(What sort of future am I envisaging here, I wonder? I’ve been reading something about partisans behind German lines in Eastern Europe which may account for this whole speculation, but have no intention of eating very old, very dead horse. Or people, but we won’t go there.)

It was only when the bread was cooked that I realised the piece of kitchen equipment that I absolutely cannot do without, or rather the pieces. I could throw everything out tomorrow, but leave me my knives. And a steel. They’re nothing flash, just a selection of Kitchen Devils and a rather old Prestige bread knife with a naff red handle dating back to the late 1980s (guess who had a red and white kitchen? Must have looked like a pizzeria). But I keep them scarily sharp and love them dearly. I’ve had ‘posh’ knives, and I’ve got rid of them, finding them more trouble than they were worth (and pigs to sharpen, too). So take my dariole moulds if you must, but leave me my four-inch vegetable knife.

And a corkscrew. Natch.

Summertime tart

I do pastry. I do bread, too. But I can’t do cakes – or rather there are a limited number of cakes which I can do, and which work well. But something like a Victoria sponge? Touch and go. However, pastry – no problems. So when I know people are coming round I don’t make a cake, I make a tart. Or perhaps I’d better call them flans, to avoid any sniggering at the back. Nope – tarts they are, and tarts they will remain. Or tartes, since the origin of mine is indisputably French.

tarte aux brugnonsThere is something about a slice of fruit tart served on bone china, with a healthy dollop of cream or Greek yoghurt. It somehow feels special, more special than a slice of Victoria sponge – given the nature of my sponge, this is not surprising, mind. So when I knew I had people coming round and spotted that the Co-op had suddenly received a consignment of white-fleshed nectarines and were selling them off cheaply for some reason (I’m not complaining), I felt the call.

So what about pastry? Is it phenomenally difficult? I don’t think so, but then there are people out there who wouldn’t believe that a grown woman could mess up a Victoria sponge. There are all sorts of stories about chilling your hands in cold water or – I kid you not – wiping ice cubes over the surface, and lots of people have unorthodox methods that work for them. You do need to keep pastry cool, of course, but my hands aren’t particularly chilly, my worktop is unbrushed by ice cubes and my pastry still works. Just chill it (man). As long as the pastry is a fine crispy shortcrust, it doesn’t really matter how it’s made.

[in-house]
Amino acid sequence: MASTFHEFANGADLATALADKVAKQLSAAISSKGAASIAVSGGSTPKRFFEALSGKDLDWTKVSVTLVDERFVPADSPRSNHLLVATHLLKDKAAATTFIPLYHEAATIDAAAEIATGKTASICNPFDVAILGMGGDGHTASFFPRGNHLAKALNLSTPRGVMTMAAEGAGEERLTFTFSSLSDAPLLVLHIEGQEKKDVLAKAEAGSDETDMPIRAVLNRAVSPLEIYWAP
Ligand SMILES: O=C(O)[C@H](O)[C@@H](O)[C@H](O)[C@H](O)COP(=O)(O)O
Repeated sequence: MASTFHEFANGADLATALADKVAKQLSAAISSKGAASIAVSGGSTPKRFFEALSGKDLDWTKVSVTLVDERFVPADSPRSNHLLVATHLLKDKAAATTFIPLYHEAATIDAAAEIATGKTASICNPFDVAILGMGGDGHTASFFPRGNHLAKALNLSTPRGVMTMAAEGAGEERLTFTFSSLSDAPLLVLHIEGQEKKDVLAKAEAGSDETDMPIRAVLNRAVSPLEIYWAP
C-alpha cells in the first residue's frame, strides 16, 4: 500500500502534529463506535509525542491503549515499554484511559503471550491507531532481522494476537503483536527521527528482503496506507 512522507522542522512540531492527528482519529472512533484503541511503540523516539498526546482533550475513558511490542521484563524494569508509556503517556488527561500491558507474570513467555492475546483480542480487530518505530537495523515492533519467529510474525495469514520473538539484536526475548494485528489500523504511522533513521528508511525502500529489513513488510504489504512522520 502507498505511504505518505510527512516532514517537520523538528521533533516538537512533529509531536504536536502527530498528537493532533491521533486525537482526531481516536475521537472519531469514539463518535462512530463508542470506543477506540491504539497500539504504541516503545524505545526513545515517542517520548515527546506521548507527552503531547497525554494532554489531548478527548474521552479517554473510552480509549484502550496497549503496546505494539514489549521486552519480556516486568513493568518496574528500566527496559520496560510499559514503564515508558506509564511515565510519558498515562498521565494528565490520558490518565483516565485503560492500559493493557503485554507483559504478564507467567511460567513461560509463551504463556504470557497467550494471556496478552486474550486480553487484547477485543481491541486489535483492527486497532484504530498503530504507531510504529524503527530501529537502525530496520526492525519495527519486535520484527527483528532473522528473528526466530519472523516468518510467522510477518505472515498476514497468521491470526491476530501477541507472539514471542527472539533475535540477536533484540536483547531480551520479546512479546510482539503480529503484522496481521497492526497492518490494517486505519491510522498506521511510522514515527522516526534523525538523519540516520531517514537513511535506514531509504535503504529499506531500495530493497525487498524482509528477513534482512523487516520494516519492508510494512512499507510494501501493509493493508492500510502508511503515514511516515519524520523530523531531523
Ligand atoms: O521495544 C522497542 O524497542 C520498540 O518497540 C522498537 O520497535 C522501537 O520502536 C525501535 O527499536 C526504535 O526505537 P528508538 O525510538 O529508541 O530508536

Anyway, here goes, my fruit tart made with pâte brisée, a version of the classic French shortcrust which I have found works really well. In the UK, it’s usual to rub the fat into the flour first; in France you don’t. I go for the British way because I just hate breaking up raw egg with my fingers (eeeeuuh).

Nectarine tart with almonds
for a 23cm loose-bottomed tin

For the pastry:
50g butter, at room temperature
125g plain flour
I small egg

Make the pastry first, because it needs to chill for 30 minutes and will be baked blind, anyway. Put the butter into a large bowl and cut it into small pieces with a knife. Sieve the flour into the bowl and then rub the two together with your fingers until the mixture resembles fine breadcrumbs – this always takes longer than you think. Then add the egg, break it up with a fork and mix it in well. The pastry will come together gradually into a soft dough but don’t knead it like bread, just press it together gently and add a little very cold water if necessary – but it probably won’t be. Form it into a ball, put it into a clean bowl and cover it with clingfilm. Chill in the fridge for 30 minutes.

Pre-heat the oven to 200 degrees C, 180 fan, gas 6 and grease a loose-bottomed quiche tin. Lightly flour the worktop and take the pastry out of the fridge. Warm it up in your hands a little to soften it, then carefully roll it out into a circle, changing direction and turning it over; keep the worktop floured while doing so. Lift the pastry up, over the rolling pin, and carefully drape it over the tin. Then gently manipulate it into the corners and folds of the tin (patch any gaps; dip a pastry brush in milk and stick a new piece of pastry on top). Trim off the excess, ready for baking the case blind. Prick the bottom of the pastry and line it with a generous circle of greaseproof paper, tip a load of dried pulses or baking beans on top of the paper and bake for 15 minutes. Set it aside to cool for 10 minutes, then remove the baking beans and paper and let the case cool completely.

tarte 2For the filling:
80g butter
80g vanilla sugar
1 large egg, beaten
2 tsp Amaretto (optional)
100g ground almonds
1 tbsp flour
5 small nectarines

Pre-heat the oven to 200 degrees C, 180 fan, gas 6.

Cream the butter and sugar until light and fluffy. Gradually beat in the egg, adding a little of the flour as you do so. Then stir in the Amaretto, ground almonds and the rest of the flour; mix everything together well. Put this mixture into the tart case and level it down. Cut the nectarines into slices and put them on top of the filling in a circular pattern, saving the smaller slices for the inner circles. Then sprinkle a little more sugar on top and bake the tart in the oven for 10 minutes. Lower the temperature to 180/160/gas 4 and cook for another 20 minutes or so – check towards the end to make sure the fruit isn’t catching (a little caramelising is fine; burning is not, ho ho, don’t ask me how I know).

Serve warm (rather than hot) or cold. Cream or good Greek yoghurt served on the side is wonderful. Sigh.